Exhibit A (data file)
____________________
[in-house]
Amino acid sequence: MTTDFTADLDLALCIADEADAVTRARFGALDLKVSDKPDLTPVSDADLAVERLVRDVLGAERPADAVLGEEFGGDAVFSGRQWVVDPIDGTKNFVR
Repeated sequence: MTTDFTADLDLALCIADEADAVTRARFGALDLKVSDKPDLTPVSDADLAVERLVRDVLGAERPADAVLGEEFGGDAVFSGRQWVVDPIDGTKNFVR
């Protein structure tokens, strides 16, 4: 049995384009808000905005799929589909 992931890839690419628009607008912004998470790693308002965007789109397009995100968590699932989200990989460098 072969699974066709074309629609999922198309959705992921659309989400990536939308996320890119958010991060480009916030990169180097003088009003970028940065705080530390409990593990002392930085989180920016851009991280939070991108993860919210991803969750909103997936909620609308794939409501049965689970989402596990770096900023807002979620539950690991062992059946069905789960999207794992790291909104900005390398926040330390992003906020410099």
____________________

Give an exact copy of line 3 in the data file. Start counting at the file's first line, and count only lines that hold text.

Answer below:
Repeated sequence: MTTDFTADLDLALCIADEADAVTRARFGALDLKVSDKPDLTPVSDADLAVERLVRDVLGAERPADAVLGEEFGGDAVFSGRQWVVDPIDGTKNFVR